IR35 is the bugbear of most contractors lives and with the regulations set to become tighter next year, there is even more concern about ensuring outside IR35 status. One of the ways to avoid being inside IR35 is to show you can be substituted. If you cannot be substituted, it would suggest you are more like an employee than a contractor. In most cases, contractors have contracts which allow them to be substituted.

We thought we’d conduct a survey on this to see how contractors felt about substitution. The results revealed that there are two major issues; the client’s willingness to accept a substitute and the contractor’s ability to provide one. Half of the respondents believed both factors are relevant, while 30% stated that client willingness was the real issue. The rest i.e. 20% believed that the contractor’s ability to source a substitute was the key problem. In this post, we look at the factors relevant to client willingness to accept a substitute.

Delivery and Processes

According to the survey, 91% said that the administrative or security processes of the clients do not allow for substitution. This could be the case, but we would question whether all these respondents had exercised the right of substitution or whether they are just making assumptions based on how strict they may perceive the business processes and/or security. The survey also suggested that 70% feel that a substitution would cause a risk to the delivery of services.  Contractors must walk the tightrope better. Some contractors choose to apply knowledge retention tactics to make themselves irreplaceable (something we desist). In our view, these contractors lay themselves open for being determined not substitutable as well ? If so, this can cause IR35 complications as you may appear to be inside IR35.

Sourcing a Substitute

The survey also revealed that 70% feel that the client doubts the contractor’s ability to source the best substitute. Again, this could be down to perception, but we believe it to be well founded. Clients often pay as much as 15% to agencies to source and appoint candidates for them. Clients might feel that a contractor doing this for free would lead to a poor replacement as the contractor is just looking for a quick and easy route to get away, and perhaps, not delivering the best quality they can. Clients are also familiar with contractors’ general criticism of agency margins being high. Whilst this may be fair criticism, this leaves clients with a perception that contractors underestimate the effort involved in professional sourcing.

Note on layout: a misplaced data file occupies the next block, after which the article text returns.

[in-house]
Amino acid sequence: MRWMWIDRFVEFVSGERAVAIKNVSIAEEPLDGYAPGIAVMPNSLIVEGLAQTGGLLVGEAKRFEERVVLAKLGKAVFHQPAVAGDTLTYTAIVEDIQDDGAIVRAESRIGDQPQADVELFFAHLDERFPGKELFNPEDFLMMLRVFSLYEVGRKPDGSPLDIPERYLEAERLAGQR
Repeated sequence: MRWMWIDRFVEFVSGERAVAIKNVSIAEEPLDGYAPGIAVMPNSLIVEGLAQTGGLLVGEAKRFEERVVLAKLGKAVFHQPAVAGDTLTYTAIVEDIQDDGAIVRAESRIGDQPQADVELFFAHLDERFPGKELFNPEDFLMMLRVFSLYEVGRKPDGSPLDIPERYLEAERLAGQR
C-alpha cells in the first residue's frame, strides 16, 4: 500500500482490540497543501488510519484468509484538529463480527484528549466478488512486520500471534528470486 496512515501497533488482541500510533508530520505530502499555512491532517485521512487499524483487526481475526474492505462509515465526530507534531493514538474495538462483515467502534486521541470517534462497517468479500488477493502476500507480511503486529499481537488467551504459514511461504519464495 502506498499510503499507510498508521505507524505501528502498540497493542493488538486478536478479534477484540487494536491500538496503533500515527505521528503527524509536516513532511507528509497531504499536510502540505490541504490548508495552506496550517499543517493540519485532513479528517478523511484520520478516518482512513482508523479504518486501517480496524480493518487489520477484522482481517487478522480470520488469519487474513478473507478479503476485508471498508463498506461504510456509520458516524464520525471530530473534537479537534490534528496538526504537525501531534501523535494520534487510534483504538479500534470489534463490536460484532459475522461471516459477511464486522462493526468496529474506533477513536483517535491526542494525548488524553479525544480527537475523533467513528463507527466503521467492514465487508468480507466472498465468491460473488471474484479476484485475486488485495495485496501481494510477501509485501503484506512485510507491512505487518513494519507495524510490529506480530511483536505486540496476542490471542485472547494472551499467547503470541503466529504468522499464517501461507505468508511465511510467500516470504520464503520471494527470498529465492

Contractor or Employee?

It is not surprising that most contractors believe that clients don’t really view them as a business. It can be difficult to distinguish between both, after all, you’re dealing with the same person face to face whenever you are dealing with their “business”. Most client organisations also do not have deeply distinguished processes for contractors as for employees. Contractors tend to be given much of the same rights as employees, apart from different ID’s and passes and access to systems, so the line can become blurred. Almost half of respondents to the survey (45%) believed that the contractor does not conduct themselves as a business. For example, they may go along with team lunches, nights out etc, so they don’t seem uncollaborative.

Although substitution is one of the main ways to show that a contractor is outside IR35, this can raise all sorts of issues when it comes to making the substitution and the client’s potential attitude towards it. Stay tuned for Part 2, where we will uncover the reasons why substitution might not work in practice, centred around contractor’s ability to provide a substitute.

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